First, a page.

‘Anti-extremism’ activist’s day in Congress derailed by his extremism

by Jacob Fuller

Willie R. Tubbs, FISM News

 

Sometimes we are reminded that Twitter is forever and our thoughts shared in public are never more than light research away from coming back to haunt us.

Such was the case for Alejandra Caraballo of the Harvard Law School’s Cyberlaw Clinic, who was in line to take another step up the social ladder by testifying before the House Oversight and Reform Committee.

Caraballo, a biological male who identifies as a woman, was to have been a transgender voice of reason during a Democrat-called hearing on combatting anti-democratic groups.

But then Rep. Nancy Mace (R-S.C.), who along with Florida Rep. Byron Donalds was one of the few Republicans present for the hearing, got her turn at the mic.

During her questioning, Mace asked all witnesses if they felt violent rhetoric about government officials constituted a “threat to democracy,” a question to which Caraballo responded in the affirmative.

Mace responded by showing a large poster featuring a June 25 tweet in which Caraballo wrote, “The 6 justices who overturned Roe should never know peace again. It is our civic duty to accost them every time they are in public. They are pariahs. Since women don’t have their rights, these justices should never have a peaceful moment in public again.”

This was a subject that hit close to home for Mace, who said she had been “physically accosted” by a person in Washington D.C. and, in August, had trespassers at her home.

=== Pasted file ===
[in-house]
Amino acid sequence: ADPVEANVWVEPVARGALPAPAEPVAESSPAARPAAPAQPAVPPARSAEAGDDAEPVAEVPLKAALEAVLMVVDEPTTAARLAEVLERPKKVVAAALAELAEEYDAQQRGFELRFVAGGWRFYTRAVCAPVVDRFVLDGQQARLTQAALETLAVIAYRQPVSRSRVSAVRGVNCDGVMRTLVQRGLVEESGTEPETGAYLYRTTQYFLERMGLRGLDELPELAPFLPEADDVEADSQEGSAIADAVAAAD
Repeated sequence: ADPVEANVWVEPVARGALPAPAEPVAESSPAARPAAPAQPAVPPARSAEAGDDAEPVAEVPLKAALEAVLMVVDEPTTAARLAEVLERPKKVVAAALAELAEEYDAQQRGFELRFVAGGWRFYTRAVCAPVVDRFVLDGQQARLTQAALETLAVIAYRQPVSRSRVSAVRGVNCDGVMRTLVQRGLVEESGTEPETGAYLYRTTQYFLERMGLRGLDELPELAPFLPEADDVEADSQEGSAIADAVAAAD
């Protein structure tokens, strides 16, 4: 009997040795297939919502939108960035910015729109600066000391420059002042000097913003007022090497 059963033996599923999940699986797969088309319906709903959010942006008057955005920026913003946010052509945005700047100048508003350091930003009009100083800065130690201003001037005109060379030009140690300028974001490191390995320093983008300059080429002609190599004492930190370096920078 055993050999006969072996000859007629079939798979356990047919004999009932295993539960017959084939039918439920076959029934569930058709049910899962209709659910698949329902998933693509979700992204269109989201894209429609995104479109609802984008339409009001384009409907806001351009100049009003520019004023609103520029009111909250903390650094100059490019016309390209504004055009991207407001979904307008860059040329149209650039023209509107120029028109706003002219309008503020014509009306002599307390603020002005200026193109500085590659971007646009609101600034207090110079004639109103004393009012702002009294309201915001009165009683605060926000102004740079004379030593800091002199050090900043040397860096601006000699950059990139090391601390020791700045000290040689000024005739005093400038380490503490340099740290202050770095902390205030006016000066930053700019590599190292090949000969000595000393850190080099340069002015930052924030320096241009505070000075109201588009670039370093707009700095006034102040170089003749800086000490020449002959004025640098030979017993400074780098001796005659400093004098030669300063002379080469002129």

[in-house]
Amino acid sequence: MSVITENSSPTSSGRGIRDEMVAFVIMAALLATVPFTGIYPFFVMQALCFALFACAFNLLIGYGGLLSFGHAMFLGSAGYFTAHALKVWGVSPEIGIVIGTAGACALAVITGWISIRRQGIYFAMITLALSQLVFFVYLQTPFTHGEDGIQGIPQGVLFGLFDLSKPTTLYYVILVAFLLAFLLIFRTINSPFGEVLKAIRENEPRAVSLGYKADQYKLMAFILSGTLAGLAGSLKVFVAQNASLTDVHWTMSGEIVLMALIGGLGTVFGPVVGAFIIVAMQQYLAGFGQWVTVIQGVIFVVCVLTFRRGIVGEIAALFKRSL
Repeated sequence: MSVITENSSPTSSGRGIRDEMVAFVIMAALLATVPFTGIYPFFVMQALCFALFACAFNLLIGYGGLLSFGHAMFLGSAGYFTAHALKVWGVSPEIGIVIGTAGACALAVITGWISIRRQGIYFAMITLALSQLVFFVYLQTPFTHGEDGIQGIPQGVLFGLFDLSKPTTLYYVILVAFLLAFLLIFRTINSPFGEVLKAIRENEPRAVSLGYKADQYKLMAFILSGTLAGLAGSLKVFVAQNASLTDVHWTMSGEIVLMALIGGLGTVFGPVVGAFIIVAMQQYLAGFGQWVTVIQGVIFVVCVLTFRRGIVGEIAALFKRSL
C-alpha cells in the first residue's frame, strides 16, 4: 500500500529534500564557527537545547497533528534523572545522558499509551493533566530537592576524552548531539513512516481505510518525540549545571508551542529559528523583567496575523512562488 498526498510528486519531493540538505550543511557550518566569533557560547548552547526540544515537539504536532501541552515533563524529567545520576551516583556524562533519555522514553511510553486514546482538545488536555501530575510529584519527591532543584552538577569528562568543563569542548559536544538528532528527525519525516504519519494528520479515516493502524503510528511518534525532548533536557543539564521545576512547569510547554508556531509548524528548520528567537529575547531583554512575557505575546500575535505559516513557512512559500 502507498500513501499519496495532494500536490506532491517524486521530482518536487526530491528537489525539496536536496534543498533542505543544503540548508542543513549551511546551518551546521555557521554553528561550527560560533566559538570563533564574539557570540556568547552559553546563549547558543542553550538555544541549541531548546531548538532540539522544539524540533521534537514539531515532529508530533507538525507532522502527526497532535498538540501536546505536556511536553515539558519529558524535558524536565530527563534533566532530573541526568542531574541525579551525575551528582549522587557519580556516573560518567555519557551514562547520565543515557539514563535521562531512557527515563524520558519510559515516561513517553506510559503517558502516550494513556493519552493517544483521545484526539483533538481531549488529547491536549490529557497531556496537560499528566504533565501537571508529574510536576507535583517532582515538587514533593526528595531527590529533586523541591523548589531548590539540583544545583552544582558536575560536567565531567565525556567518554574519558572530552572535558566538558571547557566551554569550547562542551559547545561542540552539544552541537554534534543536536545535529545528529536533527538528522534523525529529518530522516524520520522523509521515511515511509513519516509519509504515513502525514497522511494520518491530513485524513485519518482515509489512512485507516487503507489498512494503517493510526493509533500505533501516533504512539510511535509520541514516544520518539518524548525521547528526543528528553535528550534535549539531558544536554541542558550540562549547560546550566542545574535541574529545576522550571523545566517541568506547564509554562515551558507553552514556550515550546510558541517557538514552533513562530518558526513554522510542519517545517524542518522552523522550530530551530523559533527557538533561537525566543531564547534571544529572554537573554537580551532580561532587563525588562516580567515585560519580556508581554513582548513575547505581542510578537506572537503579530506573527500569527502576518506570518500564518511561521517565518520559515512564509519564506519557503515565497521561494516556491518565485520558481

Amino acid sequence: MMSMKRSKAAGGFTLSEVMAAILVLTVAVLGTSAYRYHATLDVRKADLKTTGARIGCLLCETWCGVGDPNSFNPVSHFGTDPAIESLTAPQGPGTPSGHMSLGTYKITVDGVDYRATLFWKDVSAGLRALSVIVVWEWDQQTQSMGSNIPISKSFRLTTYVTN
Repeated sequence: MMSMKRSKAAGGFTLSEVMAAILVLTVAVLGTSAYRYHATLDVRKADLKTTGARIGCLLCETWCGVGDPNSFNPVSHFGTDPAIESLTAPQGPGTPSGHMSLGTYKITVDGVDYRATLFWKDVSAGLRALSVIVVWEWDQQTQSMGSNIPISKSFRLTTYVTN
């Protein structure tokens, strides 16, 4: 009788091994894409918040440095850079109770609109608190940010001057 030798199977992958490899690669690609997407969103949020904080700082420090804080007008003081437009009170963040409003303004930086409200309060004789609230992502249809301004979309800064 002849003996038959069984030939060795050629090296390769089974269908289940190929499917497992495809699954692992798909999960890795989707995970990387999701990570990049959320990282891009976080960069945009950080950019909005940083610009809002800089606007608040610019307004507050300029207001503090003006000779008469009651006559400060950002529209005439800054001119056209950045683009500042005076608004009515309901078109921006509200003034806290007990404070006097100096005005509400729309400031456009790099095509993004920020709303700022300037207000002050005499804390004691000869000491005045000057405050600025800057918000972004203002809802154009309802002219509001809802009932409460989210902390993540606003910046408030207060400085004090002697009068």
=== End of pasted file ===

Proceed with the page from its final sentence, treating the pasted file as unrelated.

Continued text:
“I know something about being accosted,” Mace said. “I carry a gun everywhere I go, when I am in my district and I’m at home, because I know personally rhetoric has consequences.”

Mace then shared a second poster, this one featuring a tweet in which Caraballo wrote, “It’s so clear that Justice [Samuel] Alito is corrupt and SCOTUS as an institution is compromised. This is not a legitimate court issuing decisions. It’s an organ of the far right that solely follows outcome determinative logic rather than any reasoned jurisprudence.”

Caraballo’s response was that the tweets in question were being taken out of context.

“It’s clear to me that we have to call out the threats to our democracy emanating from where they come, whether it’s the right or the left,” Mace concluded. “I look forward to working with anyone, Republican or Democrat as you know Mr. Chairman, to address these threats from within and without. And I look forward to inviting more people who actually know what they’re talking about to our witness panels in the 118th Congress.”

After the meeting, Caraballo and Mace took distinctly different paths.

Mace penned a video of the exchange to the top of her Twitter account with the warning, “If you’re gonna be a hypocrite who advocates for violence online, you probably shouldn’t do it testifying in my committee.”

Caraballo responded in turn by blocking Mace on Twitter, a move that did not seem to bother the congresswoman.

Mace shared a screenshot of the alert she received of the blocking and responded with a snowflake emoji.

As outlined in far more detail by Fox News, prominent figures on the right resoundingly applauded Mace for her line of questioning and took no small delight in the agitation the committee experience and subsequent public criticism had on Caraballo.

“There was no ‘block’ button in real life to keep [Carabollo] safe from being exposed as a violence-inciting fraud. Sad!” the Babylon Bee’s Seth Dillon wrote in a tweet representative of the spirit of conservative responses.

Mace is an emerging star in the Republican Party and one whose political enemies will have a hard time painting as intolerant or far-right.

Among her allies in the House is Democratic Rep. Ro Khanna, with whom she worked to get a cybersecurity bill passed. That bill, the Quantum Computing Cybersecurity Preparedness Act, cleared the House Tuesday and awaits President Joe Biden’s signature.

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